Essay on PSCI 153 Syllabus Spring 2015

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POLITICAL SCIENCE 153: INTERNATIONAL INSTITUTIONS AND LAW
UNIVERSITY OF PENNSYLVANIA
Spring 2015
Mondays and Wednesdays 10am
College Hall 314
Office Hours: Wednesdays 1-3pm or by appointment
TEACHING ASSISTANT
Jeremy Springman

Professor Jessica Stanton
Office: Stiteler Hall 214
Phone: (215) 898-7646
Email: jstan@sas.upenn.edu

jspr@sas.upenn.edu

COURSE DESCRIPTION
This course is an undergraduate lecture course, examining the role that international law and institutions play in international relations. The course begins by exploring broad theoretical questions – questions about why states create international law and international institutions; how states design institutions; the impact that institutional design may have on the effectiveness of international institutions; and the conditions under which states are likely to comply with the rules set out by international institutions and the dictates of international law. The remainder of the course is organized topically, looking at how international institutions and law function in various arenas of international affairs. Topics include collective security institutions such as the League of
Nations, the United Nations, and NATO; human rights law; the laws of war; humanitarian intervention; international justice and the International Criminal Court; environmental law; international trade law and the World Trade Organization; economic development and the role of the International Monetary Fund and the World Bank.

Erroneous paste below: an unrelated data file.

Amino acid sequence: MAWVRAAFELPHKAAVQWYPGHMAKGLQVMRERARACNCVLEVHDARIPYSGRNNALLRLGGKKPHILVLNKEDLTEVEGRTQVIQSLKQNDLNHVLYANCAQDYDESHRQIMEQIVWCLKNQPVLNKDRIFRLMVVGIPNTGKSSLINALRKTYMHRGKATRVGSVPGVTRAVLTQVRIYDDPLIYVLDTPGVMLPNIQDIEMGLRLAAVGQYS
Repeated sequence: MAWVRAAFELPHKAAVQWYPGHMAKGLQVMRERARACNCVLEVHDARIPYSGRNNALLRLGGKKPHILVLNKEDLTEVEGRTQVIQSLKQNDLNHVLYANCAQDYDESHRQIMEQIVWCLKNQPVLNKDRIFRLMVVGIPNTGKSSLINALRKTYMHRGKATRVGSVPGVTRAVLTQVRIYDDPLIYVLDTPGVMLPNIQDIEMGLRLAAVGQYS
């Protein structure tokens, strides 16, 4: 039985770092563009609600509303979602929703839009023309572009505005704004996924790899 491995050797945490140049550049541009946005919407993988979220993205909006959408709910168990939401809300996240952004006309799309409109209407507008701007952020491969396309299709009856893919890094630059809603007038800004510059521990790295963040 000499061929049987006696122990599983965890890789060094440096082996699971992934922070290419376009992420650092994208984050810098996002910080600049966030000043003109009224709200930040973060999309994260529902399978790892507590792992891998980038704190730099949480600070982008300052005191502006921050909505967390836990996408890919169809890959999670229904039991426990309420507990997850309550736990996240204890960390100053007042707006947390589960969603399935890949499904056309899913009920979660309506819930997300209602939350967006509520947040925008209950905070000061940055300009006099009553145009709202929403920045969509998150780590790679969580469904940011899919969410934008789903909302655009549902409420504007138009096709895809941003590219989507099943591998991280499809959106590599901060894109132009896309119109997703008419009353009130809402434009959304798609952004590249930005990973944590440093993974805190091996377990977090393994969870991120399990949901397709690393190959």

COURSE REQUIREMENTS
Participation in Discussion Sections
15%
You are expected not only to attend discussion section each week, but also to do all of the assigned readings in advance and to come to section prepared to participate actively in discussion.
Midterm Exam
25%
There will be one in-class, closed-book midterm exam. The exam will take place in class on Monday,
March 2.
Paper
25%
There will be one 5-7 page paper assignment, due at the beginning of class on Wednesday, April 15.
The paper assignment will be distributed one week in advance, in class on Wednesday, April 8. The paper assignment will also be posted on Canvas after class on April 8.
Final Exam
35%
The final exam is an in-class, closed-book exam, which will take place on the date scheduled by the registrar: Wednesday, May 6, noon-2pm.
All exams must be taken in class on the date they are scheduled. Exceptions will be granted only for documented family or medical emergencies.

COURSE MATERIALS
The following books are required for the course and are available for purchase at the University of
Pennsylvania bookstore:
Michael Barnett, Eyewitness to a Genocide: the United Nations and Rwanda (Ithaca: Cornell University
Press, 2002).
Beth A. Simmons, Mobilizing for Human Rights: International Law in Domestic Politics (Cambridge
University Press, 2009).
All other required readings for the course are articles or book chapters, which can be downloaded and printed from the Canvas site for the course. These articles and book chapters have also been compiled into a course pack, which will be available for purchase at the Campus Copy Center at
3907 Walnut Street.
ACADEMIC INTEGRITY
Plagiarism, use of another person’s work, misconduct during an examination, prior possession of an examination, and submission of work used in another course are examples of violations of the
University of Pennsylvania’s Code of Academic Integrity. For further information on the Code of
Academic Integrity, please see the following websites: http://www.upenn.edu/academicintegrity/ http://www.upenn.edu/academicintegrity/ai_codeofacademicintegrity.html
Any student who violates the Code of Academic Integrity will receive a failing grade for the assignment in question and will be referred to the Office of Student Conduct for further action.

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WEEK 1
January 14:

Introduction and course logistics

WEEK 2
January 19:

NO CLASS – MLK DAY

January 21:

Defining International Institutions and Law

J. Martin Rochester, “Chapter 3: Is International…